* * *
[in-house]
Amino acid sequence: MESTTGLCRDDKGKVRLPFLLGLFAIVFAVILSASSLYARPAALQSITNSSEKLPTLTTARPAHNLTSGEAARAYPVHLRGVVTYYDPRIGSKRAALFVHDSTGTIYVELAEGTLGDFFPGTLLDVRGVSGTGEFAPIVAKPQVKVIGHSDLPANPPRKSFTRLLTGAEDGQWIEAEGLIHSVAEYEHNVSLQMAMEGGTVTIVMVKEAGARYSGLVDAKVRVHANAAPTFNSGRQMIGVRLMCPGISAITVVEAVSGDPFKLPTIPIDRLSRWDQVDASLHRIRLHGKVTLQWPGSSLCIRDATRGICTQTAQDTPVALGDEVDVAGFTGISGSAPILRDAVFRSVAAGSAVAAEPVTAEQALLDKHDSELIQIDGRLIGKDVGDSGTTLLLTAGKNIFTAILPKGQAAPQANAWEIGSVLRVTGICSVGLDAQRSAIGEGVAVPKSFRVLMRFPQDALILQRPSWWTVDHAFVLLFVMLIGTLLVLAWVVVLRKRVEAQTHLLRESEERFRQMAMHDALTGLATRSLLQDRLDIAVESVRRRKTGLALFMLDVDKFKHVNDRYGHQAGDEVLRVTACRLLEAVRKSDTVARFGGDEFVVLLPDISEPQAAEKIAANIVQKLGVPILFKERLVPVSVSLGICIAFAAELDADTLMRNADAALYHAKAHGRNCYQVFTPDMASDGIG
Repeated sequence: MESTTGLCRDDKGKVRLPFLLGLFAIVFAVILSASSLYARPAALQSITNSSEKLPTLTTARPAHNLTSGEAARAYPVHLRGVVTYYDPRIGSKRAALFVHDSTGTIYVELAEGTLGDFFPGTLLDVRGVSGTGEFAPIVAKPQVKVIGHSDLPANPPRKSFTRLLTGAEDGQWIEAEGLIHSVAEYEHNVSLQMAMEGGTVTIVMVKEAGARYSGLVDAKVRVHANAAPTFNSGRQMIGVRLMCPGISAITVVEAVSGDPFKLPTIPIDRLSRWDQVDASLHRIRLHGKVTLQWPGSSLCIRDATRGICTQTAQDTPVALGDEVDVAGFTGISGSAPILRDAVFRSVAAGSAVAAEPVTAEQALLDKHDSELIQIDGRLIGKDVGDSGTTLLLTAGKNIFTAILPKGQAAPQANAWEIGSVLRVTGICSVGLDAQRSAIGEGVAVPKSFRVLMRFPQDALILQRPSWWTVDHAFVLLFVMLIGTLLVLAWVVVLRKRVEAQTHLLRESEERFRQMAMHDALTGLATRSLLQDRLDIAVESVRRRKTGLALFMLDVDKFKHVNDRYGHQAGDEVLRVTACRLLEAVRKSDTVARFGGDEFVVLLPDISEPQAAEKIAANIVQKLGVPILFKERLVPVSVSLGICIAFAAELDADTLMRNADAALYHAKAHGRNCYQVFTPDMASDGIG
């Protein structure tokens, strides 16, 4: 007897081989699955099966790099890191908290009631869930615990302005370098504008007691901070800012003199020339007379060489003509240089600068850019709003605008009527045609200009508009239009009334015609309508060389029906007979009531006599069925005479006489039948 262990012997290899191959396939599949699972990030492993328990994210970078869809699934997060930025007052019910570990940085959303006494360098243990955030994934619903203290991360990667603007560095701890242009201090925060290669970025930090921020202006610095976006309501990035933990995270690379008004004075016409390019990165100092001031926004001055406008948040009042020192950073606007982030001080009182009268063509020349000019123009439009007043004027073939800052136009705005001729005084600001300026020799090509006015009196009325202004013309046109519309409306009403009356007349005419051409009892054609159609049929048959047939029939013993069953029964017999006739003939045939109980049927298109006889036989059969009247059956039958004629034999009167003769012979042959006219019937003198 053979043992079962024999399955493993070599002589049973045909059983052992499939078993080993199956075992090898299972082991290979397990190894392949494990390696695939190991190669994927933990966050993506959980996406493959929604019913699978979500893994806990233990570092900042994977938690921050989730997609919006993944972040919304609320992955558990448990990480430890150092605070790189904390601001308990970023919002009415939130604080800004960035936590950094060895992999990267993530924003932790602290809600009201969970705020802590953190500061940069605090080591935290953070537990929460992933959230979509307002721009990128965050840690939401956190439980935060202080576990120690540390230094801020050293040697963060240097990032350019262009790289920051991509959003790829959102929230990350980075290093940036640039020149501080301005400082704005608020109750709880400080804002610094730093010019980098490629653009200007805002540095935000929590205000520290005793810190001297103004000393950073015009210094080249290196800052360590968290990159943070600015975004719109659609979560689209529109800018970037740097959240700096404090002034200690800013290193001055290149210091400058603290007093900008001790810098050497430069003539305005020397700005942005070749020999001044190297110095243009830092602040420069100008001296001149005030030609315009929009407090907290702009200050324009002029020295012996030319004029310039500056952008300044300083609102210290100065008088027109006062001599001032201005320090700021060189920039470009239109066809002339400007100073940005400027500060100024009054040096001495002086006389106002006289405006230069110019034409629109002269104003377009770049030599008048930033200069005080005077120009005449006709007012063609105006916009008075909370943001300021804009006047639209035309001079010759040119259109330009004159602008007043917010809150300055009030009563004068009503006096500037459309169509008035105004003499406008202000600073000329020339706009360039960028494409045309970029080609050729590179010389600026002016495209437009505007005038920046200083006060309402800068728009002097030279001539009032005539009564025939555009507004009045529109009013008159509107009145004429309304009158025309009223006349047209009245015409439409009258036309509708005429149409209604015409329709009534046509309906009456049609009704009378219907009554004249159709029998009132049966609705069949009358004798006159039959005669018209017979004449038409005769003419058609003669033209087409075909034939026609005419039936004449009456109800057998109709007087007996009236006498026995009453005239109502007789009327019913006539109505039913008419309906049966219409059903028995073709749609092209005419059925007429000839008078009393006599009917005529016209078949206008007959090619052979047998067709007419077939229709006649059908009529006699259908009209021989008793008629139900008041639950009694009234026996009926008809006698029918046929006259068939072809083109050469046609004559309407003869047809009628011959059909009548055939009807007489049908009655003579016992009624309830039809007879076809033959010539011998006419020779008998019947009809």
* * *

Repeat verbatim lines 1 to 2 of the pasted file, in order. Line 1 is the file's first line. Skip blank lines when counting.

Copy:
[in-house]
Amino acid sequence: MESTTGLCRDDKGKVRLPFLLGLFAIVFAVILSASSLYARPAALQSITNSSEKLPTLTTARPAHNLTSGEAARAYPVHLRGVVTYYDPRIGSKRAALFVHDSTGTIYVELAEGTLGDFFPGTLLDVRGVSGTGEFAPIVAKPQVKVIGHSDLPANPPRKSFTRLLTGAEDGQWIEAEGLIHSVAEYEHNVSLQMAMEGGTVTIVMVKEAGARYSGLVDAKVRVHANAAPTFNSGRQMIGVRLMCPGISAITVVEAVSGDPFKLPTIPIDRLSRWDQVDASLHRIRLHGKVTLQWPGSSLCIRDATRGICTQTAQDTPVALGDEVDVAGFTGISGSAPILRDAVFRSVAAGSAVAAEPVTAEQALLDKHDSELIQIDGRLIGKDVGDSGTTLLLTAGKNIFTAILPKGQAAPQANAWEIGSVLRVTGICSVGLDAQRSAIGEGVAVPKSFRVLMRFPQDALILQRPSWWTVDHAFVLLFVMLIGTLLVLAWVVVLRKRVEAQTHLLRESEERFRQMAMHDALTGLATRSLLQDRLDIAVESVRRRKTGLALFMLDVDKFKHVNDRYGHQAGDEVLRVTACRLLEAVRKSDTVARFGGDEFVVLLPDISEPQAAEKIAANIVQKLGVPILFKERLVPVSVSLGICIAFAAELDADTLMRNADAALYHAKAHGRNCYQVFTPDMASDGIG